I entered the mansion and was immediately impressed by the huge open space in the interior with balconies on the second and third floor. Every detail of this structure was opulent: the coffered ceiling, the intricate stucco work, the hand-made tiles, the woodwork of the balconies, the painted ceilings with their lavish chandeliers, the grand staircase and some of the original luxurious furnishings.
Some of the artifacts include the actual suitcases of immigrants
The museum houses artifacts and documents that came from the Asturian centres in Havana, Mexico City, Buenos Aires and Tampa. In many of these locations, Asturian descendants still have a strong community today, about a century after their ancestors originally emigrated. On the third floor of the mansion there is a room that is dedicated to the emigrant experience and shows posters of some of the ships that transported them from Spain to the New World. Many photos also show goodbyes between the emigrants and their friends and family who stayed behind.
One of many posters, advertising the voyage from Spain to the New World
Being an immigrant myself, the exhibits in this room really touched me. I too had left my home country of Austria at the tender age of 20 and moved to Canada where I have now been living for almost a quarter century. This room in the museum that focused on the sad goodbyes brought back so many memories of my own, and I could personally empathize with these emigrants who had to leave their loved ones behind. The Quinta Guadalupe has been illustrating the story of Asturian emigrants to the Americas since 1986 and is one of the most outstanding examples of Indiano architecture in all of Spain.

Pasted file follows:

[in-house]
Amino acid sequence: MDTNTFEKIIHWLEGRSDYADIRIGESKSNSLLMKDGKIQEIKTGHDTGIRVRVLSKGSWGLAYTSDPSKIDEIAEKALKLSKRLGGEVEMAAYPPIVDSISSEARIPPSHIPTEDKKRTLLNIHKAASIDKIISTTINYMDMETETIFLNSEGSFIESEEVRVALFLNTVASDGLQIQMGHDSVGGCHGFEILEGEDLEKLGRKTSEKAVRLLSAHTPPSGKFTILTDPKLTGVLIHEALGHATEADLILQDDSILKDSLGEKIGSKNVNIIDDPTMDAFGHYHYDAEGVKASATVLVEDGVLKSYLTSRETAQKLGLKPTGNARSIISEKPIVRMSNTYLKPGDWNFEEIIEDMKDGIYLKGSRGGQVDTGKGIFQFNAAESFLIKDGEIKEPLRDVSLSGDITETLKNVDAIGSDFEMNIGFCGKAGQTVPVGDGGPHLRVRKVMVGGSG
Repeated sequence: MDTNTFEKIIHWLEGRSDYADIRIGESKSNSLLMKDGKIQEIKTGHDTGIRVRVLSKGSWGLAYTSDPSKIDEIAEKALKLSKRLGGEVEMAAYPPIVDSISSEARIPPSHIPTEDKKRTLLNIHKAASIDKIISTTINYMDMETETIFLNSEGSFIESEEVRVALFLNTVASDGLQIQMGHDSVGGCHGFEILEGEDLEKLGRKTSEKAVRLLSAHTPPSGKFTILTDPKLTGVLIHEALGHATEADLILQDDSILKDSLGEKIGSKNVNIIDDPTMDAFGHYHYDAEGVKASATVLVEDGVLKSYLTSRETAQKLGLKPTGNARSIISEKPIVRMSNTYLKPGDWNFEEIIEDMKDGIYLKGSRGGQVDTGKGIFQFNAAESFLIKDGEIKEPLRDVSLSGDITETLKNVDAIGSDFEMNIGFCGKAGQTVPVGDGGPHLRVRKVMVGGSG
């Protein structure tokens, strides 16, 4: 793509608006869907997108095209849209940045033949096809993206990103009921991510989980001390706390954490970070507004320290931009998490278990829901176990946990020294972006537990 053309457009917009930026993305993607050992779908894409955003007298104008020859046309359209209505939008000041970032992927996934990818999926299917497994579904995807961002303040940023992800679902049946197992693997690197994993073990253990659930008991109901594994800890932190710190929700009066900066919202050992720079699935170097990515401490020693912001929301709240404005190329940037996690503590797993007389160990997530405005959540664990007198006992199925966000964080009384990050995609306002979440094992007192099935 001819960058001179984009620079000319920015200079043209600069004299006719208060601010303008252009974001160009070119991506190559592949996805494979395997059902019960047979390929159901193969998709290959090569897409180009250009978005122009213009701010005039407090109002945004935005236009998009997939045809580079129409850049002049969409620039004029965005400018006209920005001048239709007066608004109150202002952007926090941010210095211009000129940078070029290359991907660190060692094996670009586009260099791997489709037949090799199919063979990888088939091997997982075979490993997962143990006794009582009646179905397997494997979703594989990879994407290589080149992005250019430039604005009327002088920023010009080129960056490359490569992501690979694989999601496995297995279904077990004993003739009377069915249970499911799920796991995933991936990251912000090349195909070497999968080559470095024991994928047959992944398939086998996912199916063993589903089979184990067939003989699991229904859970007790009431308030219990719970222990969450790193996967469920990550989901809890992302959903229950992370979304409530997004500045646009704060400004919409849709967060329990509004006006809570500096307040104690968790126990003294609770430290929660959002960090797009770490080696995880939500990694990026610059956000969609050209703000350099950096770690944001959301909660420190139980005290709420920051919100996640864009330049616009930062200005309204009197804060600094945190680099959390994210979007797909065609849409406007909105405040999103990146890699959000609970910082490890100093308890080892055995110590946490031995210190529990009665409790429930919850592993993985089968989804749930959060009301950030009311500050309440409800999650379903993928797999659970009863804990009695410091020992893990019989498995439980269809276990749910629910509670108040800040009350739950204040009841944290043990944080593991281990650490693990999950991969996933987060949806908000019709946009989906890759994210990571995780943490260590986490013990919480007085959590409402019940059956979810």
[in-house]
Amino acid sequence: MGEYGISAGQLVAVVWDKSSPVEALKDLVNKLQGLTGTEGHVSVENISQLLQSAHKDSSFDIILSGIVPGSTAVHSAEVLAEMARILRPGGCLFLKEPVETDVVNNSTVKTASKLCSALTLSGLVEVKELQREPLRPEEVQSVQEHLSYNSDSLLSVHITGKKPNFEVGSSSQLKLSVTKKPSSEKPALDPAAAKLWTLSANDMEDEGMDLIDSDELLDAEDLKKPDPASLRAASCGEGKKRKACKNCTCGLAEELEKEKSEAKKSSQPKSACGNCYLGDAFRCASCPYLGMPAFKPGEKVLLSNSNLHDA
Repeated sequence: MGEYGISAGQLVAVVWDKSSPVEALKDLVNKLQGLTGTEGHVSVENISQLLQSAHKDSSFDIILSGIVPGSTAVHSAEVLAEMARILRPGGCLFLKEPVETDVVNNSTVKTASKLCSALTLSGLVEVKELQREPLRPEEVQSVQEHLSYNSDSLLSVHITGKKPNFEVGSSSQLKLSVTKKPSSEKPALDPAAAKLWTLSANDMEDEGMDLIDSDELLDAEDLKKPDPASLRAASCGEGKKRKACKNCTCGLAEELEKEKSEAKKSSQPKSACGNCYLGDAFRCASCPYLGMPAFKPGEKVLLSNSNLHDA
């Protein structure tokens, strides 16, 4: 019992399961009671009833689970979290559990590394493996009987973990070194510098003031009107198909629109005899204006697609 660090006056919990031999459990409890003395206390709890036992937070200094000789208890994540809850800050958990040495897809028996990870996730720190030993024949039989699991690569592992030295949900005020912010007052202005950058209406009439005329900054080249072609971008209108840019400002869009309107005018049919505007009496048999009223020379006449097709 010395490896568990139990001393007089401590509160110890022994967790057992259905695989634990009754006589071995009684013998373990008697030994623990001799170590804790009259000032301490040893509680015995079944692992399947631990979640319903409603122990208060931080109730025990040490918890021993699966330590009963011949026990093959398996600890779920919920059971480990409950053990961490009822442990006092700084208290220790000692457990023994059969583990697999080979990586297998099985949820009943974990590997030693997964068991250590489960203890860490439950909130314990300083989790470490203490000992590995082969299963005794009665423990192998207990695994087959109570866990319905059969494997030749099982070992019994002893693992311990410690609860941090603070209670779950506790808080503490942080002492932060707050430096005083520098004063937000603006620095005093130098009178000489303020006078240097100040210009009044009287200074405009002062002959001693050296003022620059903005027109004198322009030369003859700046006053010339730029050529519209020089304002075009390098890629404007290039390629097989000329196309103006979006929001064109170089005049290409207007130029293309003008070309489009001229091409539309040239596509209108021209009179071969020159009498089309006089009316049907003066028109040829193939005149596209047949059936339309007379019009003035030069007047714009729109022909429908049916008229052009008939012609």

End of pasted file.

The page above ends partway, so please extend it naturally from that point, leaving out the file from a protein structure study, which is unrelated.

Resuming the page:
Asturian emigrants, waiting to be processed at customs upon arriving in the New World
But the town of Colombres boasts even more architectural jewels built by Indianos. The entire town has 12 villas that were constructed by former emigrants; even the town’s church and city hall were built by Indianos. At the Museum of Emigration I had picked up a brochure called La Huella Indiana (the “footprint of the Indianos”) that would guide me past all the various mansions and structures.
The City Hall of Colombres, also built by Indianos
Asturian emigrants would not only build lavish mansions upon their return to their homeland during their retirement years; many of them also improved the local people’s lives by building schools, roads, churches and cemeteries. The village of Colombres itself is a prime benefactor of Indiano generosity as the church, city hall, the electrical system and the public water supply were installed by Latin American emigrants who had returned back to their roots.
Gorgeous mansion built by one of the returning emigrants
The mansions that I walked by were all well described by plaques located in front, and the architecture was indeed impressive. The public library, for instance, is housed in a huge stone mansion from the 1920s. The oldest casa indiana is located on the main square and dates back to 1877.
The library of Colombres, also a casa indiana
With a much better understanding of the circumstances surrounding Asturian emigration, I headed back to the coast and stopped briefly at the municipal cemetery near the town of Noriega. Cemeteries are always unique and I just had to have a peak through the locked metal gate to see what this graveyard would look like.
The cemetery of Noriega
Then I stopped on a gorgeous lookout point near Pimiango where I had a phenomenal view over the Atlantic Ocean. The sun was beaming down on me now, but when I turned around and looked at the Picos de Europa mountains, I could see quite a few snow-covered peaks in the distance. Asturias is just such an amazingly picturesque destination.
The lookout near Pimiango